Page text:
Chicago has lots of sensual treats: chandeliers and white satin sheets, smoky nightclubs, lustrous, wood-panelled offices, gleaming male torsos and female flesh barely confined by scant, glittering costumes.

Then why didn't Chicago feel sexy? Maybe because people don't always tease, trick and seduce at high speed. I felt the most sexual energy on screen when Zellweger, Queen Latifah (as the prison warden) and Zeta-Jones were singing. We could watch their faces. Their movements were shaped by the song's rhythm and meaning. They could time their own effects and charm us with their idiosyncrasies.

My objections became so insistent - and repetitive - that I decided to test them against the reactions of people who love classic musicals, but also enjoyed Chicago.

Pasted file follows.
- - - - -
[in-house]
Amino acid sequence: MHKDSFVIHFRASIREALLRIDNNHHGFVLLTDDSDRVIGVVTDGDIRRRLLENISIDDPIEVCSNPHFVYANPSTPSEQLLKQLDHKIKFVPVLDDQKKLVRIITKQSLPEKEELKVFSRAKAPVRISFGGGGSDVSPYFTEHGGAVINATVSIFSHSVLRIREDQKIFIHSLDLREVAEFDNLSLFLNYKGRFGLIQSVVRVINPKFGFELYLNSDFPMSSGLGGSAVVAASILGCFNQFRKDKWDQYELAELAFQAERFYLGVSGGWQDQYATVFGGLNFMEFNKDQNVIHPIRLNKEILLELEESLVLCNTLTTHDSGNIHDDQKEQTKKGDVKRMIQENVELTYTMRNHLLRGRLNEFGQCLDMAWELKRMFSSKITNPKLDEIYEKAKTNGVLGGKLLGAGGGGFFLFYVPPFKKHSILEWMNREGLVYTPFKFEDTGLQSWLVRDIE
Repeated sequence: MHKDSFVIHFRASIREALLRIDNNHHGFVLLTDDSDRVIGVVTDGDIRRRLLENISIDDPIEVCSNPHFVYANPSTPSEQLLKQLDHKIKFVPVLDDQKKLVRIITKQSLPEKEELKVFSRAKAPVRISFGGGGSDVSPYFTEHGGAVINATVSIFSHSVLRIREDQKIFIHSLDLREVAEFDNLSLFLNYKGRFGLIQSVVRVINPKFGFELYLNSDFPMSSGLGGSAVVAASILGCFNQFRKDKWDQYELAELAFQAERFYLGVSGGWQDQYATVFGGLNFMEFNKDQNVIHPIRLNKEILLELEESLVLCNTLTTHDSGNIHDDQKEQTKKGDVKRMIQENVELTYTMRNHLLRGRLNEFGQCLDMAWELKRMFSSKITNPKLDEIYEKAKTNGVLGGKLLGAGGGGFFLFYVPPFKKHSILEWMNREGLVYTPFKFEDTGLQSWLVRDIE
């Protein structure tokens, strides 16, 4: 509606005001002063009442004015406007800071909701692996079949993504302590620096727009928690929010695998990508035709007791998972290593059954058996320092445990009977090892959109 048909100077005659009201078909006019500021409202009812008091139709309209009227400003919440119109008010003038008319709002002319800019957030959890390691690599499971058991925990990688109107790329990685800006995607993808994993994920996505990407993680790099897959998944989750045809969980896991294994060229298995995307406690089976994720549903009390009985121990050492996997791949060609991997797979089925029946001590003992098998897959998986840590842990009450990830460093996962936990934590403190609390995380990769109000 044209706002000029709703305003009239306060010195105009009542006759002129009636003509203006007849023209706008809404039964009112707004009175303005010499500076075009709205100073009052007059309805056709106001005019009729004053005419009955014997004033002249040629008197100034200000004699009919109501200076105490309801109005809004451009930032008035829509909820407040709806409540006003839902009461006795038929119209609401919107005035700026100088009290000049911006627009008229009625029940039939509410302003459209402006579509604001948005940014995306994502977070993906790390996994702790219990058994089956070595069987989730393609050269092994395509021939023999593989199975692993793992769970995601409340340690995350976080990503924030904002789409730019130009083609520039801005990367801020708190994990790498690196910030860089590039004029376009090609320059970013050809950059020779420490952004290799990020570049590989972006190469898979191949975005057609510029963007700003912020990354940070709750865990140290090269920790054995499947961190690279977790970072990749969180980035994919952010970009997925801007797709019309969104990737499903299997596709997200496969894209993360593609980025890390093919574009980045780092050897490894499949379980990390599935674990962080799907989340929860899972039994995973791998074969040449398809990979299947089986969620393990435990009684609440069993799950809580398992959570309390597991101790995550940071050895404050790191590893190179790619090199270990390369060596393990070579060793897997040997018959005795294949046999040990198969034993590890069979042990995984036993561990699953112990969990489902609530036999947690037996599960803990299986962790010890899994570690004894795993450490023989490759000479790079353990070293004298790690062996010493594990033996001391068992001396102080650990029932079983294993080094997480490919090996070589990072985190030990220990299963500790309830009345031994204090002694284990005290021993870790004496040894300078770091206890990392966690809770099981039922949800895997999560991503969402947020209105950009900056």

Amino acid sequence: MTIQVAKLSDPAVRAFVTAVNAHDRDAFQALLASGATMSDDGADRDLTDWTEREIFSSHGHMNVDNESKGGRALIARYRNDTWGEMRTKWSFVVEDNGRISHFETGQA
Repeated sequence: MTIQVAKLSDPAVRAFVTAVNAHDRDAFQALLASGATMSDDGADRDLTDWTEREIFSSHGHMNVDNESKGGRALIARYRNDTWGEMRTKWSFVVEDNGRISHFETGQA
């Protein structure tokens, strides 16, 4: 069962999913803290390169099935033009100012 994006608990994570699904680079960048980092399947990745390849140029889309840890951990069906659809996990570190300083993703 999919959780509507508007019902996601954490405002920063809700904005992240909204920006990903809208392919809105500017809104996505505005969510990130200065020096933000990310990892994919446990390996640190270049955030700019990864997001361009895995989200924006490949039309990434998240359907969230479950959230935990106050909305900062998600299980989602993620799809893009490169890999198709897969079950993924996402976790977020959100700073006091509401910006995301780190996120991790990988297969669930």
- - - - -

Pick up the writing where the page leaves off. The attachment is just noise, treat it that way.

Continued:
What they said is best summed up in the words of Jeffrey Shaw, a dedicated theatre-goer and computer guru. Before starting the Computer Bakery, Shaw managed cabaret acts in the 1970s and worked at the Ballroom, a Manhattan haven for musical theatre performers.

New York has always nurtured the most passionate, best-informed audiences. They attend previews, then go back to the show mid-run to see what has changed. They read theatre history along with up-to-date reviews. The best of them fight the nostalgia that can attack people with long memories and strong opinions like a degenerative disease.

The show was definitely not sexy, Shaw said. "Greed for fame and power are the centre now, not sex," he explained. "Which is perfect for our times."

Checkmate. And suited to Marshall.

In Fosse's work, bodies arranged themselves into perfect angles, stretching each movement to the limit with insolent sexiness. Marshall is a well-trained Fosse descendant, not a blazing original. How many artists are? I agree with Shaw's assessment: